To the world of motoring, Ferrari means fast. Having someone else build the fastest road car doesn’t go down too well in the corridors of power at Maranello, even if the racing heritage of the prancing horse transcends all other contenders. While, the Ferrari 288 GTO had topped the fastest Countach, the mid eighties saw the Porsche 959 at the head of the field. Ferrari responded with the F40 in 1988 with all but 200 mph. Then came the Diablo in 1990 nosing ahead, but all were to be engulfed by the rash of supercars that flooded a diminishing market – Jaguar, Bugatti and McLaren cleared 200 mph comfortably.

Ferrari f40

Following the dramatic success of the limited edition 288 GTO, underlined by the premium prices paid for such exclusivity, Ferrari knew the market would still absorb a larger number of even faster cars bearing the prancing horse. With the Evolution version of the GTO still born by the lack of anywhere to race Group B cars, Ferrari had a second base from which to work on the car that would celebrate 40 years of production. The chassis followed the tubular carbon fiber replaced the welded sheet boxing to give a lighter, stronger structure; body paneling and interior trims also benefited from modern companies – inside it was pretty Spartan with bare carbon fiber and little sound deadening.

While the suspension was similar to that of the GTO, it was modified to adapt to Pirelli’s latest Zeros which were considerably wider; so track and car width increased too. Power was also greater; using the same basic 308 unit larger bore and shorter stroke, but with the twin turbos producing higher pressures, the output rose to 478 bhp at 7000 rpm from the 2936 cc V8.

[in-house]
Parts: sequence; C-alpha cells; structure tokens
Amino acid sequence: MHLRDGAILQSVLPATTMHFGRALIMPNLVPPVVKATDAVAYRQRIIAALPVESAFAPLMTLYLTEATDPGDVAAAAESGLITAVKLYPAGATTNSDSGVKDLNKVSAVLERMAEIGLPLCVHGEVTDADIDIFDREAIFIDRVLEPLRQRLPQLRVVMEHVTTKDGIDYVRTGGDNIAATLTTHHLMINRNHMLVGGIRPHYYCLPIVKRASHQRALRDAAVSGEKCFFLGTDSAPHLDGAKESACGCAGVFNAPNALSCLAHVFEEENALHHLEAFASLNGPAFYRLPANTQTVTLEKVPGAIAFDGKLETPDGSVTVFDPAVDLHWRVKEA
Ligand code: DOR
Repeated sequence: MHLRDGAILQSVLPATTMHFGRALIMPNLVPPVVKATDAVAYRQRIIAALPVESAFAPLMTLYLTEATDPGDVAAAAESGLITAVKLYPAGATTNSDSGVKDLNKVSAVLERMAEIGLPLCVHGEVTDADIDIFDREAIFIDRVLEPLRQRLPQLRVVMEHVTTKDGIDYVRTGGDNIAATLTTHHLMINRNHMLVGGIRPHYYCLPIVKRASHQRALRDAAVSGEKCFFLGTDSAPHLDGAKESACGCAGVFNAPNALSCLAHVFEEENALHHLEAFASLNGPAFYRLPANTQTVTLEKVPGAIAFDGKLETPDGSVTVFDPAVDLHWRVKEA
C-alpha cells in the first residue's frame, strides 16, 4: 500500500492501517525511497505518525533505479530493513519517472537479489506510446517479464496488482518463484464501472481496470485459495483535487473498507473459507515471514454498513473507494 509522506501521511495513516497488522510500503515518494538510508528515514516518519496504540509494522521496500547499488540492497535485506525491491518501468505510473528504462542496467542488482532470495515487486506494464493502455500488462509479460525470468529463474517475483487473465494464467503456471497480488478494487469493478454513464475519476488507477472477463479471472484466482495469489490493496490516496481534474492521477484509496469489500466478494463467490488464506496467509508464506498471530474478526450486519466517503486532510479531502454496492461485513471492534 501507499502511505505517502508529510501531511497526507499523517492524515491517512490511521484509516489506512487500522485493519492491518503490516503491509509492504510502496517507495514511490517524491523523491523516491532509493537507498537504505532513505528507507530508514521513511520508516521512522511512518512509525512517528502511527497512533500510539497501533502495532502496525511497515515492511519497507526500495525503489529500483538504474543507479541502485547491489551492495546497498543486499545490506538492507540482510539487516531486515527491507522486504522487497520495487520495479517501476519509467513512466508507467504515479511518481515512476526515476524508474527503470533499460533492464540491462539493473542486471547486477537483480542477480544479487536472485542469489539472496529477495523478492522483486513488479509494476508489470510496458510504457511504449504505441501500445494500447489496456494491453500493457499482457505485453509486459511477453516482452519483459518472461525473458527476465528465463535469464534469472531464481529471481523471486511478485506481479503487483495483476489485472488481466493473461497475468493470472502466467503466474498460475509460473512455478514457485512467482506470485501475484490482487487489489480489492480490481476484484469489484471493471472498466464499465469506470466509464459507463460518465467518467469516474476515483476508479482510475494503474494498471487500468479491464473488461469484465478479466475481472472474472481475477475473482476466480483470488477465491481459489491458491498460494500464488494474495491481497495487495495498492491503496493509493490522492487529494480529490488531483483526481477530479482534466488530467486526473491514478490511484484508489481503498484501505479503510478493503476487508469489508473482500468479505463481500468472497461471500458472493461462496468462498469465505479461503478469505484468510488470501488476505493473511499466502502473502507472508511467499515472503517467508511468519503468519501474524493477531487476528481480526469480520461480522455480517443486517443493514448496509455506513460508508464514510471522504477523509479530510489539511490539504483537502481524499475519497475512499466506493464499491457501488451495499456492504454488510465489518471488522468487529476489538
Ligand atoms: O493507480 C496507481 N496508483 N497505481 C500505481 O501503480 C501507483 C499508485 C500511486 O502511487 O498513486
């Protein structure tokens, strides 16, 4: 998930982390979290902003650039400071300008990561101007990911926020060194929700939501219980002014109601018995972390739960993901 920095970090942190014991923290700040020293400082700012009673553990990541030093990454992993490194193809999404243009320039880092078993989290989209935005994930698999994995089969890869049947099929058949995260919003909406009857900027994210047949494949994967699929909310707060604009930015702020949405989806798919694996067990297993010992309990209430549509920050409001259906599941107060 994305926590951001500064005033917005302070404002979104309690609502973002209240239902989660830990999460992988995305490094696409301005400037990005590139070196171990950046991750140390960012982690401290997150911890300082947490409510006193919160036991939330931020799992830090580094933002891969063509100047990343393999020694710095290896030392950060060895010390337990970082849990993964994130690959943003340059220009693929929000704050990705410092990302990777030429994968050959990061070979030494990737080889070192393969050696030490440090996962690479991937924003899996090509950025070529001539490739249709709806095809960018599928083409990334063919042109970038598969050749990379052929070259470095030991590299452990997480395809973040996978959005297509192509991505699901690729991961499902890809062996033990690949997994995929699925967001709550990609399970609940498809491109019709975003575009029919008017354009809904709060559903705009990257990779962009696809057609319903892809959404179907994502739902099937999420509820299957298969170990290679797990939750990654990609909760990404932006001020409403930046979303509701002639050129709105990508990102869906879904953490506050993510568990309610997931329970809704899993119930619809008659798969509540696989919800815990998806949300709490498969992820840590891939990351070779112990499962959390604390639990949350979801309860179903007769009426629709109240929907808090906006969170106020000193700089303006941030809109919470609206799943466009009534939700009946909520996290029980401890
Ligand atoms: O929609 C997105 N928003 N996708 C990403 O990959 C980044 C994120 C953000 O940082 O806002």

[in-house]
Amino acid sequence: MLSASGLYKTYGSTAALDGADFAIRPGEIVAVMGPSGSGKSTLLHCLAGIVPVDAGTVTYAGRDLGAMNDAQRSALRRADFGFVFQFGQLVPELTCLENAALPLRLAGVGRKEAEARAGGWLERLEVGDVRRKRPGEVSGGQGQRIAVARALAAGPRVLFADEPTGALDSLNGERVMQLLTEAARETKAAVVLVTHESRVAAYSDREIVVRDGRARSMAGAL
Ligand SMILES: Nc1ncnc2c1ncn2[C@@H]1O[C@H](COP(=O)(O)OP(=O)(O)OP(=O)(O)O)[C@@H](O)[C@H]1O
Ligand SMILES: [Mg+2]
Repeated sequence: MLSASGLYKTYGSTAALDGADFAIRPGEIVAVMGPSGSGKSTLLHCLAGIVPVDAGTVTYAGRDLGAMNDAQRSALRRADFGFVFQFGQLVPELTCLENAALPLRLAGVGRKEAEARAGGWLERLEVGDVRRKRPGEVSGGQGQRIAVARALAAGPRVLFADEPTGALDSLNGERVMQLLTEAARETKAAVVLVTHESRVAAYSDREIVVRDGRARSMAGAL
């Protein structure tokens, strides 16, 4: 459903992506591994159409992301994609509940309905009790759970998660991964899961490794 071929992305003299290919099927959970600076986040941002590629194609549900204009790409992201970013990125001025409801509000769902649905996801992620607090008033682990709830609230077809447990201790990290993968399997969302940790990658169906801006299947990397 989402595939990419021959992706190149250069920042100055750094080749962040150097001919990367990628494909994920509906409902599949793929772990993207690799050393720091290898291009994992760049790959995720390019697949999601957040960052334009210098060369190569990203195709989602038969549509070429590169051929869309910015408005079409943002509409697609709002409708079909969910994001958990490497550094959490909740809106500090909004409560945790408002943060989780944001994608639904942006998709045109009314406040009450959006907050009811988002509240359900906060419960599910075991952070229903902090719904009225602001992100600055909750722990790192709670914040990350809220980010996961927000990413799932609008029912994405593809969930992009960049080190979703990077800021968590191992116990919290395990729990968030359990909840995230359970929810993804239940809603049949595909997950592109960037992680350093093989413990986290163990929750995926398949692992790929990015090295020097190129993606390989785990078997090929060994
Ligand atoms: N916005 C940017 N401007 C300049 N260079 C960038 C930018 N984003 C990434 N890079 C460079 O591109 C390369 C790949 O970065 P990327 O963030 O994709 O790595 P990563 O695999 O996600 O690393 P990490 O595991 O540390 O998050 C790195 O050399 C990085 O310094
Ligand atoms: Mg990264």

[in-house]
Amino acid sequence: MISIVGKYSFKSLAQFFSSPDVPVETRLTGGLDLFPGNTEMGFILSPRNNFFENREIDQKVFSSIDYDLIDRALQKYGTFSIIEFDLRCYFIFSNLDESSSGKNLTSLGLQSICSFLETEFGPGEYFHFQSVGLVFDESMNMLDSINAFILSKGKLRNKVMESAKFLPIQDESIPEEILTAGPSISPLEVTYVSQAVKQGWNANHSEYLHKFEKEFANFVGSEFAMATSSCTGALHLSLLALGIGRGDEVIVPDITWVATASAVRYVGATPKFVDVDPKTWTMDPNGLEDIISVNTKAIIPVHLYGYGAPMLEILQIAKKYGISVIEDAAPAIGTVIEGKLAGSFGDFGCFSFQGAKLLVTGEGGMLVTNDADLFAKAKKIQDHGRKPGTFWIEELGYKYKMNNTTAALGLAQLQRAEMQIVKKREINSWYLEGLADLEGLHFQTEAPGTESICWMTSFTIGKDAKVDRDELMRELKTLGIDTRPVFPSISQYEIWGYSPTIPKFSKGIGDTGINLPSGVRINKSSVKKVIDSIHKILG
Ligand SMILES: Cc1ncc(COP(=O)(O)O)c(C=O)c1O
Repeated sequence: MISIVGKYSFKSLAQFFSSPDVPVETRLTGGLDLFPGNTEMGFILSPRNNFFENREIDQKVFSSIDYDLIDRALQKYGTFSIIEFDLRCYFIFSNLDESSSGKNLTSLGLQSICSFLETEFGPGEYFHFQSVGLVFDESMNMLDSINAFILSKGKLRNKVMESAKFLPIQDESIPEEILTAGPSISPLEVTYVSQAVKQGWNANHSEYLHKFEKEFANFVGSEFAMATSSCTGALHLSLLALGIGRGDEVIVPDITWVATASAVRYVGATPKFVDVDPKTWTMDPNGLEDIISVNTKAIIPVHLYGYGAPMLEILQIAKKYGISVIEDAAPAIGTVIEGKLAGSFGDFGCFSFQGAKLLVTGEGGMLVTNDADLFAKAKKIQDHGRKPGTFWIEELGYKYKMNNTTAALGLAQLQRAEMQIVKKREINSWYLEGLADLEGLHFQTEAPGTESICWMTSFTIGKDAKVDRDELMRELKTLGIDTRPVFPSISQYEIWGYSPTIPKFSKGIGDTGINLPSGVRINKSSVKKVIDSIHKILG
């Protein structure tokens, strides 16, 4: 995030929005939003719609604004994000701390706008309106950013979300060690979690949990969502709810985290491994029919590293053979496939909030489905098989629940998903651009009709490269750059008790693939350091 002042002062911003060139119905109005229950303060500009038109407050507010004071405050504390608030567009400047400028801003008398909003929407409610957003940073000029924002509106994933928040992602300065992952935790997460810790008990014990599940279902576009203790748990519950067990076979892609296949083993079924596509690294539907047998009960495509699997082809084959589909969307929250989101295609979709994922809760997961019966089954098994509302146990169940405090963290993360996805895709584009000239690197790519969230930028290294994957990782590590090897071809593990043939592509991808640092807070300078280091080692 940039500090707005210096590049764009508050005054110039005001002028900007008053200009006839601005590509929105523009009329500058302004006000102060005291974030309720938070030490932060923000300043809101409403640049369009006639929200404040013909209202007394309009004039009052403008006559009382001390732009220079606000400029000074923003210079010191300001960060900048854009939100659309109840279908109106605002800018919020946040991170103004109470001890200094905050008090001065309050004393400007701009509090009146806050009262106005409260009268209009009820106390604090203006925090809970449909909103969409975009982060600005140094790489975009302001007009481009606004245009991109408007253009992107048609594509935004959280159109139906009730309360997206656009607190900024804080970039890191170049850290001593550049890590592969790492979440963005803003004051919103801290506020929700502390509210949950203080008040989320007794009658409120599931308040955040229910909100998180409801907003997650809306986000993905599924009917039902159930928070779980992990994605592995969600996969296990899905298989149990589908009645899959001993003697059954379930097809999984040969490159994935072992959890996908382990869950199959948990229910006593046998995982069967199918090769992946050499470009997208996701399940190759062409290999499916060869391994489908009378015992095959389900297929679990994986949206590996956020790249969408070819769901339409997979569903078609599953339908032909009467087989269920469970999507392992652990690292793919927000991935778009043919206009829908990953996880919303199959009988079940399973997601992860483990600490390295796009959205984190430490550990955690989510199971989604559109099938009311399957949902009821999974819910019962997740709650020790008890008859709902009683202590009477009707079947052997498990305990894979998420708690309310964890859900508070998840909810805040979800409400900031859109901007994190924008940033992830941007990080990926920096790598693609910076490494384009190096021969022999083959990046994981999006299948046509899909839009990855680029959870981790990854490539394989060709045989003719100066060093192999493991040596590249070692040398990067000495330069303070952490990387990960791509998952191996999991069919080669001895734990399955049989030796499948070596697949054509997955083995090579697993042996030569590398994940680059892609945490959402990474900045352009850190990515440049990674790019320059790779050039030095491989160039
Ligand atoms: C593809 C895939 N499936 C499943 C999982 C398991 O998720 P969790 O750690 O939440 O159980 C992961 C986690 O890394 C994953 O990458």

With all the weight reduction and near 20% power increase, it was not surprising that the F40 was very much quicker off the mark with 0-100 mph in 7.6 seconds against the GTO’s 11.0 seconds; the top speed, too, has risen from 189 to around 200 mph. on the road it is tremendously fast and responsive with levels of road holding that can only be explored on the track. But take the new F50 to the Ferrari test track at Fiorano an it is 4 seconds a lap faster; that is what the new car is all about – a little faster in acceleration with the same top speed, but with Grand Prix technology to give real race car road holding.

Ferrari f40

The chassis is a carbon fiber monocoque to which the engine is solidly bolted, acting as a stressed member to carry the rear suspension loads through the final drive casing, which doubles as an oil tank, between engine and the new six speed gearbox. Like a GP car, the springs are laid across the top of the casing an operated by push rods.

The front suspension also uses push rod operated transverse springs and is mounted directly onto the monocoque via aluminium inserts. Both front and rear damping is electronically controlled according to speed and dynamics forces. While the V-12 engine uses the same 65 degree angle between the banks as the 465, it is based more on the normally aspirated 993 Grand Prix engine with 5 valves per cylinder operated by chain driven camshafts – Grand Prix cars no longer use turbos. Developing 520 bhp from 4.7 liters, its output per liter is even higher than that of the 355.

Carbon fiber, Kevlar and honeycomb are used for the bodywork, which is wind tunnel developed to provide a down force balancing that from the underbody venturis; the full width rear wing and high lighted panel joint line are features that link the F50 to the F40. Inside, there is naked carbon fiber with just a little soft trim while LCD instrumentation panel gives bar graphs for mirror display but needles for rev counter and a speedometer which reads a 360 km/h! The car comes in two forms, closed with an integrated roll-bar, or open with roll-hoops emerging from the twin head-fairings. It is a real racer for the road and will be extremely noisy for the occupants – not a grand tourer.